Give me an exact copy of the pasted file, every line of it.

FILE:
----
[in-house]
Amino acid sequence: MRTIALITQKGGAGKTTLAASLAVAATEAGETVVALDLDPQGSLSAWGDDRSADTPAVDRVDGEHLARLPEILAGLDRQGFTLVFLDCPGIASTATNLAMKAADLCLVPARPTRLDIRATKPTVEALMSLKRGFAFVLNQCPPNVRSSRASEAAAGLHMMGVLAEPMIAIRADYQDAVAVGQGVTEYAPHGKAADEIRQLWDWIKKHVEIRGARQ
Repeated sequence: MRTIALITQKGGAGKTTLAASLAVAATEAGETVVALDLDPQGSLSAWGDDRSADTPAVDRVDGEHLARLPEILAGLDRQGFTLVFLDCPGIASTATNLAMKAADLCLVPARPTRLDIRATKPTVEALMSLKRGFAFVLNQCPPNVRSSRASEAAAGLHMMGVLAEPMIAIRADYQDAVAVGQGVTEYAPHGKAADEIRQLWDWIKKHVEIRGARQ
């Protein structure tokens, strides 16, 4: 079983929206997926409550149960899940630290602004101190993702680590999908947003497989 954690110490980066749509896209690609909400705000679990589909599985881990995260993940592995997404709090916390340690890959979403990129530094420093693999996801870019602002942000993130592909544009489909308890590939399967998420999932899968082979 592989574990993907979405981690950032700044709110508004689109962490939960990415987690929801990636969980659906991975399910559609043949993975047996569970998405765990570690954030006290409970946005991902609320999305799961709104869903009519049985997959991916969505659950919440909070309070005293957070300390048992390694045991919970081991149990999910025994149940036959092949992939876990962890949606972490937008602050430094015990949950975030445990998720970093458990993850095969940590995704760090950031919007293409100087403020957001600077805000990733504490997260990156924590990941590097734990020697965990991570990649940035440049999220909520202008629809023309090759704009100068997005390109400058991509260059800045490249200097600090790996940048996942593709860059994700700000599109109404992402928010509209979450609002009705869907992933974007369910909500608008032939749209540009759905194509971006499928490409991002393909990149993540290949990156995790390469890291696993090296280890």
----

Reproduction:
[in-house]
Amino acid sequence: MRTIALITQKGGAGKTTLAASLAVAATEAGETVVALDLDPQGSLSAWGDDRSADTPAVDRVDGEHLARLPEILAGLDRQGFTLVFLDCPGIASTATNLAMKAADLCLVPARPTRLDIRATKPTVEALMSLKRGFAFVLNQCPPNVRSSRASEAAAGLHMMGVLAEPMIAIRADYQDAVAVGQGVTEYAPHGKAADEIRQLWDWIKKHVEIRGARQ
Repeated sequence: MRTIALITQKGGAGKTTLAASLAVAATEAGETVVALDLDPQGSLSAWGDDRSADTPAVDRVDGEHLARLPEILAGLDRQGFTLVFLDCPGIASTATNLAMKAADLCLVPARPTRLDIRATKPTVEALMSLKRGFAFVLNQCPPNVRSSRASEAAAGLHMMGVLAEPMIAIRADYQDAVAVGQGVTEYAPHGKAADEIRQLWDWIKKHVEIRGARQ
């Protein structure tokens, strides 16, 4: 079983929206997926409550149960899940630290602004101190993702680590999908947003497989 954690110490980066749509896209690609909400705000679990589909599985881990995260993940592995997404709090916390340690890959979403990129530094420093693999996801870019602002942000993130592909544009489909308890590939399967998420999932899968082979 592989574990993907979405981690950032700044709110508004689109962490939960990415987690929801990636969980659906991975399910559609043949993975047996569970998405765990570690954030006290409970946005991902609320999305799961709104869903009519049985997959991916969505659950919440909070309070005293957070300390048992390694045991919970081991149990999910025994149940036959092949992939876990962890949606972490937008602050430094015990949950975030445990998720970093458990993850095969940590995704760090950031919007293409100087403020957001600077805000990733504490997260990156924590990941590097734990020697965990991570990649940035440049999220909520202008629809023309090759704009100068997005390109400058991509260059800045490249200097600090790996940048996942593709860059994700700000599109109404992402928010509209979450609002009705869907992933974007369910909500608008032939749209540009759905194509971006499928490409991002393909990149993540290949990156995790390469890291696993090296280890």